Marvin Hamlisch, Oscar-winning composer and arranger and the man behind the scores for such movies as “The Way We Were” and “Sophie’s Choice,” and the composer of Broadway’s “A Chorus Line” has died at the age of 68. He passed away in Los Angeles after a brief illness, according to the Associated Press. Here is a playlist in his honor.
Michael Bennett’s 1975 valentine to “gypsies,” the dancers who are often treated as so much mobile scenery in Broadway musicals, is sometimes considered to have broken new ground with its frank portraits of talented but frustrated performers. The score by Marvin Hamlisch and Edward Kleban is a favorite of “theater people” everywhere, but was designed to showcase the abilities of dancers rather than singers. Consequently, only the ballad “What I Did for Love” has had a life outside of the show’s context. – All Music Guide
It is the story of Alexis, a young figure skater, and her rise and fall from super stardom. Tragedy strikes when, following a freak accident, Lexie loses her sight, leaving her to hide away in the privacy of her own despair. She eventually perseveres and begins competing in figure skating again. Its theme song “Through the Eyes of Love.” was made famous by Melissa Manchester and was the Academy Awards 1980 Nominee for Best Original Song.
Hamlisch had great success with The Way We Were in 1974, winning two of his three 1974 Academy Awards. He also won four Grammy Awards in 1974, two for The Way We Were. The soundtrack recording charted for 23 weeks on the Billboard Hot 100 and eventually sold in excess of one million copies.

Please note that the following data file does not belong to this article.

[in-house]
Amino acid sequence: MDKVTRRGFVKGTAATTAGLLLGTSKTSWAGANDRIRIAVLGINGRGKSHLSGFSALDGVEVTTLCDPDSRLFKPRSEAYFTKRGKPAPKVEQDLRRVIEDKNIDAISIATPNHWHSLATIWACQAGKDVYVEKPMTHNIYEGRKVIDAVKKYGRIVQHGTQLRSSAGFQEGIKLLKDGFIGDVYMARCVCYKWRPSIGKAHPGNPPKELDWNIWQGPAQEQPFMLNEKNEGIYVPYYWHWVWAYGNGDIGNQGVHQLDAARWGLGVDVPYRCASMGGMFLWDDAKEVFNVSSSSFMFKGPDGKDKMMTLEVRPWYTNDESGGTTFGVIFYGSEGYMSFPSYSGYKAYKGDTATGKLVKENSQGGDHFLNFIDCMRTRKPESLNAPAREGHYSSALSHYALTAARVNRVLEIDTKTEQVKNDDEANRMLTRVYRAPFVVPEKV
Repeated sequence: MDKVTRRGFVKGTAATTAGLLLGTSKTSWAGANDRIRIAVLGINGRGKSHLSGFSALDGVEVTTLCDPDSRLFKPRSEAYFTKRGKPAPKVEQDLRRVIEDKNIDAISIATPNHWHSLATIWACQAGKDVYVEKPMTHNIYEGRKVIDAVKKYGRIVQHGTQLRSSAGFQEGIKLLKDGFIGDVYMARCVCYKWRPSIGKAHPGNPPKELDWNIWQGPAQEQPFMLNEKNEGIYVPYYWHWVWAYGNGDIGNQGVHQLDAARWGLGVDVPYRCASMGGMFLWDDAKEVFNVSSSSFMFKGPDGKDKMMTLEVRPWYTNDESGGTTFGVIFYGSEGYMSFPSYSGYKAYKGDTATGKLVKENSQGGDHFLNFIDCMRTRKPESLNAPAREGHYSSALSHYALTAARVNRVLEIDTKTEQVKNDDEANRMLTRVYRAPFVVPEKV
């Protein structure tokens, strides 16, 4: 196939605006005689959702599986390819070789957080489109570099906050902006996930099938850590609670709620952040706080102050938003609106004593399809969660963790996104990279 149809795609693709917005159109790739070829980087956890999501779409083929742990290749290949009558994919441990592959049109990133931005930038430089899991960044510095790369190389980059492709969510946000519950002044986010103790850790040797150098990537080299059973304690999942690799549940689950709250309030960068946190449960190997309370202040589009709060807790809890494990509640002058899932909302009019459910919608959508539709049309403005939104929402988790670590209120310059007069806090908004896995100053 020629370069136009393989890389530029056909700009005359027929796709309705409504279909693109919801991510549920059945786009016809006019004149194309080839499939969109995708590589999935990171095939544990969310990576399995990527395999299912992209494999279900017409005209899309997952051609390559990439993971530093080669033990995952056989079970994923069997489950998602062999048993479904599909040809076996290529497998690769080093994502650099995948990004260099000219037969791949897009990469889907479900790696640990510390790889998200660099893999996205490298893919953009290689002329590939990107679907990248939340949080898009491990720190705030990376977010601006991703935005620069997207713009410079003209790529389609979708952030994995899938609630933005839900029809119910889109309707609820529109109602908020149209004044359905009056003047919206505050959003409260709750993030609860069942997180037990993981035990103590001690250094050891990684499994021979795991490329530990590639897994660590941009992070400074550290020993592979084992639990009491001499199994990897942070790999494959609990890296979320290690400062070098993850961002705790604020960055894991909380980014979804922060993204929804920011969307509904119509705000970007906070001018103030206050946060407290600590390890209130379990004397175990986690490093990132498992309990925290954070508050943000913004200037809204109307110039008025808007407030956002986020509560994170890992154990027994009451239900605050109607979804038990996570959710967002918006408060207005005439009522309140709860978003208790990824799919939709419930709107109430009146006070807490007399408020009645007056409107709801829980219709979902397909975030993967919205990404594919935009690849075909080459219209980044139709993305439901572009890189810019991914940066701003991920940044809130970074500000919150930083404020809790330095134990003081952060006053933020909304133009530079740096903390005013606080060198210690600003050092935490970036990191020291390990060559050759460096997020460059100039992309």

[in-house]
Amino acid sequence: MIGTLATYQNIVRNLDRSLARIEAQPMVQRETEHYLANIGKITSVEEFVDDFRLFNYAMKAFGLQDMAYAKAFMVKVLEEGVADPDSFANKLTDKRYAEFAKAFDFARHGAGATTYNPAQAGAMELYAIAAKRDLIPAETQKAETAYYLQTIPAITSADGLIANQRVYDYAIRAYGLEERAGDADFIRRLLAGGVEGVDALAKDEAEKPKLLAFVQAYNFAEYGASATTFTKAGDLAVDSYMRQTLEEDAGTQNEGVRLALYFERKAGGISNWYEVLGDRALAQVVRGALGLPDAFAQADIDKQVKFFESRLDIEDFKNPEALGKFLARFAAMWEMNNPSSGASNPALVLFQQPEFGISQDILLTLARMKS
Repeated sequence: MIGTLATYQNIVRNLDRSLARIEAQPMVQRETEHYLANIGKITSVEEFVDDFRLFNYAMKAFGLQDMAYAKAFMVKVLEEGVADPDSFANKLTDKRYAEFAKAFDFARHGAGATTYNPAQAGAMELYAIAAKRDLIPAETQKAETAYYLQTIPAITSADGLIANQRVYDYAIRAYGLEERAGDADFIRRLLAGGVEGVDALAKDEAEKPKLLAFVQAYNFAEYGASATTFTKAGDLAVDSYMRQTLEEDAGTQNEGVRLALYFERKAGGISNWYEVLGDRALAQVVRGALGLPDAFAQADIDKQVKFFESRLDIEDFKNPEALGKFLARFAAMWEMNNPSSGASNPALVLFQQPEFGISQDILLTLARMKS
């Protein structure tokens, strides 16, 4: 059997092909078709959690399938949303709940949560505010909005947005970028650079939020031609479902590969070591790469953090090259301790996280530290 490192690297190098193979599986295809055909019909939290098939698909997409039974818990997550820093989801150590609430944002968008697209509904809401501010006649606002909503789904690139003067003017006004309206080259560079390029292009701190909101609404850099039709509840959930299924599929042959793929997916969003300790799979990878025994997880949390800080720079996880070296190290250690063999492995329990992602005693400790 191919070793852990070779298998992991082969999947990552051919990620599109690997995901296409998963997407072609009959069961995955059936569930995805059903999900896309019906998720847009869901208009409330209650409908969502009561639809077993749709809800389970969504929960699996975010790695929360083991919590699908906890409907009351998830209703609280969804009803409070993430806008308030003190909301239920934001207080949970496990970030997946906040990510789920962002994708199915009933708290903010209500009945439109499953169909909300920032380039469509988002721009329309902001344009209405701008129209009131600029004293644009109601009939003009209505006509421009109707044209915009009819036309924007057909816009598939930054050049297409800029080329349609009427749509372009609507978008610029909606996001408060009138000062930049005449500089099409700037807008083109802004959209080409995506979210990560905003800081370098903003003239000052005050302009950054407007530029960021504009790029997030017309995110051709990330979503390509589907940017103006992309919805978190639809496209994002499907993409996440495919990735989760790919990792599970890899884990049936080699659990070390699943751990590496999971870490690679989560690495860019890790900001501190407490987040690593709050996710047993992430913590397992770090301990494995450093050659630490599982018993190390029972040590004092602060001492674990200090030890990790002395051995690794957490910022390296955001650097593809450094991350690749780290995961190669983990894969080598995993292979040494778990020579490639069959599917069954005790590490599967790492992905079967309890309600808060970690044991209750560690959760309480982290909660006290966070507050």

The Spy Who Loved Me (1977) is the tenth spy film in the James Bond series. The film was highly acclaimed by critics, being widely considered Roger Moore’s best Bond film. The soundtrack, composed by Marvin Hamlisch, also met with success. He co-wrote “Nobody Does It Better” for the James Bond film with his then-girlfriend Carol BayerSager. He also wrote the orchestral/disco score for the film, which was re-recorded for the album. The song went on to be nominated for an Oscar in 1977.
The Sting is a 1973 American caper film set in September 1936 that involves a complicated plot by two professional grifters to con a mob boss. The film is noted for its musical score—particularly its main melody, “The Entertainer”, a ragtime composition by Scott Joplin, which was lightly adapted for the movie by Marvin Hamlisch (and became a top-ten chart single for Hamlisch, when released as a single from the film’s soundtrack). The film’s success encouraged a surge of popularity and critical acclaim for Joplin’s work.